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Business News Wed, 29 Apr 2020

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Agric slips again despite PFJ intervention

For two years running the country’s agriculture sector has experienced declines in growth, despite an impressive performance in 2017 after the government introduced the Planting for Food and Jobs (PFJ) programme.

Annual GDP figures released by the Ghana Statistical Service show that the country’s largest employer – the agriculture sector – grew by 4.6 percent in 2019, a 0.2 percentage point decline from that of 2018, making it the slowest growth since growth jumped to 6.1 percent in 2017 from the 2.9 percent it recorded the previous year.

That is not all: the 2019 growth of 4.6 percent was also the least recorded in all three sectors of the economy, as industry and services grew at 6.4 percent and 7.6 percent respectively. Looking at the data from when rebasing of the economy took effect (2014), the Agriculture sector has constantly trailed the other two sectors in growth – with the exception of 2015 when it surpassed industry by 1.2 percentage points.

This clearly shows that the sector, which is considered the spine of the economy, is in perpetual distress; and as such, deliberate measures must be implemented to bring back its glory of being the largest contributor to GDP. Currently, the sector contributes the smallest to the economy at a paltry 18.5 percent, compared to Industry’s contribution of 34.2 percent and Services’ – the new master of the economy – 47.2 percent contribution.

This trend is worrying, especially at a time government seems to be making some investments in the agriculture sector through the PFJ programme.

To Professor Emmanuel Bobobee, an agriculture engineer and an associate professor at the Kwame Nkrumah University of Science and Technology (KNUST), until big investors come and inject huge capital and take agriculture as a business, nothing much can be gained from the sector irrespective of whatever intervention is made by the government.

“They say the private sector is the engine of growth, and in agriculture, all the farmers are from the private sector; but they are smallholder farmers. We are talking about big capital entrepreneurs coming to invest in the sector. For example, when you look at South Africa some smallholder farmers there have farms the size of about 500 hectares. They have taken agriculture as a business and we have taken it as a way of life, so we approach it differently.

“The banks are not supporting the sector so there is no credit facility to expand. But we can’t blame the banks that much, because they cannot finance smallholder farmers who rely on hoes and cutlasses to farm. And because most farms are of small nature, all the research that we are doing in the area of high-yielding varieties is not translating into massive results because these smallholders do not have the motivation to expand,” he said in an interview with the B&FT.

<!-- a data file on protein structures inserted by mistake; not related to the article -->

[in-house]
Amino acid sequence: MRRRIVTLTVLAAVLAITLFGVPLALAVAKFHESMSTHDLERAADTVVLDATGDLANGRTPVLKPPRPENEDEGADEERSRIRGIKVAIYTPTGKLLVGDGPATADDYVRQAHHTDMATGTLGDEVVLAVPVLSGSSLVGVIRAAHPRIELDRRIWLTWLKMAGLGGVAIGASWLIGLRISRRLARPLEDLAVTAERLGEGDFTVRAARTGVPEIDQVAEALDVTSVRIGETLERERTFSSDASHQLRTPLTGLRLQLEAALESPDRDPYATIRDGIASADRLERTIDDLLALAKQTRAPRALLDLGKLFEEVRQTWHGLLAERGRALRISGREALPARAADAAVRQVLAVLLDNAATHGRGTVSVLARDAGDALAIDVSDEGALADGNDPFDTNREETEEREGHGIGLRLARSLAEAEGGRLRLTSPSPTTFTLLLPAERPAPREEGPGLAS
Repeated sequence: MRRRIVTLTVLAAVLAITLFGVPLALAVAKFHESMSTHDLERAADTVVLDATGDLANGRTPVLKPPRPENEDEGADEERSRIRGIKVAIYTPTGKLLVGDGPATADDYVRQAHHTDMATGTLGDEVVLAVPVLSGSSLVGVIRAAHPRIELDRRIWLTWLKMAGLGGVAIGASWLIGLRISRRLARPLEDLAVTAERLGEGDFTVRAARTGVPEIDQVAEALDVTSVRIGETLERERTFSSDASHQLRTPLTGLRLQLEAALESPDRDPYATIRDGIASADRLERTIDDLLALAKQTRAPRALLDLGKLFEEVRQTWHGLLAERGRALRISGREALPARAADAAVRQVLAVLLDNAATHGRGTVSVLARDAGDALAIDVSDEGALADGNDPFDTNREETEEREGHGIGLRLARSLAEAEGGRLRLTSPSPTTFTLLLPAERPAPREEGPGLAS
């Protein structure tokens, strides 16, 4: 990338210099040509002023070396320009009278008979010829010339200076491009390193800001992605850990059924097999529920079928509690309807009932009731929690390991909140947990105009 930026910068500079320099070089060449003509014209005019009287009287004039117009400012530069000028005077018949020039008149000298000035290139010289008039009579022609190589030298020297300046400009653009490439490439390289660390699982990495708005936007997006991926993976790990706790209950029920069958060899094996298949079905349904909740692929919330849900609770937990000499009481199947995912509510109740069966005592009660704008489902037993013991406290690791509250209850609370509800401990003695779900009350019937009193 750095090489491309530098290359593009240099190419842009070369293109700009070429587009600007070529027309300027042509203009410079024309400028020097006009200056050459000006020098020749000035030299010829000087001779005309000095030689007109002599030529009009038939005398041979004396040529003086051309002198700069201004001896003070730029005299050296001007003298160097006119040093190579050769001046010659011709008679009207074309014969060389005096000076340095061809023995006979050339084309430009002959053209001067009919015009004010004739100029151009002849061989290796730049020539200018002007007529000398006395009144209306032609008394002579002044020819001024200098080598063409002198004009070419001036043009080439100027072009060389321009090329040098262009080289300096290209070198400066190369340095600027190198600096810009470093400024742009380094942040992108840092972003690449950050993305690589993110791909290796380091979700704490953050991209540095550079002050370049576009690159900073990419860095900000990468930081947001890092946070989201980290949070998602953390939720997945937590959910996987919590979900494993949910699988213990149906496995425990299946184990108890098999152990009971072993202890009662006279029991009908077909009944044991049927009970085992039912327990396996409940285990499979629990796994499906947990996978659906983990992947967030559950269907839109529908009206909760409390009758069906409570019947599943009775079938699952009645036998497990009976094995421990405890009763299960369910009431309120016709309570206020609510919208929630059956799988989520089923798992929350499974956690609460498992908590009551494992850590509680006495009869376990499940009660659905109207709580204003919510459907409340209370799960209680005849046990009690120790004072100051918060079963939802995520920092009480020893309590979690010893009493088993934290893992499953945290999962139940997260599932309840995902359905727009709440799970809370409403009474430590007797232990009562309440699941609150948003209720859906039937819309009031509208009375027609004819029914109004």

Again, the professor said the aging farmer population is also a matter for serious concern, as it is drawing the sector back since there is no fresh energy and enthusiasm to drive agriculture. This observation is true, as most of the youths are not attracted by anything to do with agriculture. The majority of the youthful population have found themselves working in the services and industrial sectors, as the sector offers more white-collar jobs to them.

The Planting for Food and Jobs programme

The Planting for Food and Jobs programme was introduced by the Akufo-Addo-led administration in 2017 when it took over the reins of government. According to the 2019 budget statement, a total of 577,000 farmers under the programme were supplied with subsidised fertilisers and seeds for the 2018 cropping season.

And in 2019, the budget states, 81 percent of the targetted 19,533mt of seeds and 86 percent of the targetted 342,200mt of fertilisers were distributed to 92 percent of the targetted one million farmer-beneficiaries as at September 2019.

Again, the budget adds, two facilities worth US$216million became available for the import of farm machinery and equipment suitable for smallholders in 2019. The machinery and equipment for land preparation, planting, harvesting, and primary processing will be used to revive the 168 existing Agricultural Mechanisation Services Centres (AMSECs) as well as establish new ones where necessary.

If all these investments are actually made, then it would be fair to conclude that the government is really interested in the growth of the sector. However, such investments may not be rightly targetted, or something else is not working properly to make it reflect on the national level.

Source: thebftonline.com

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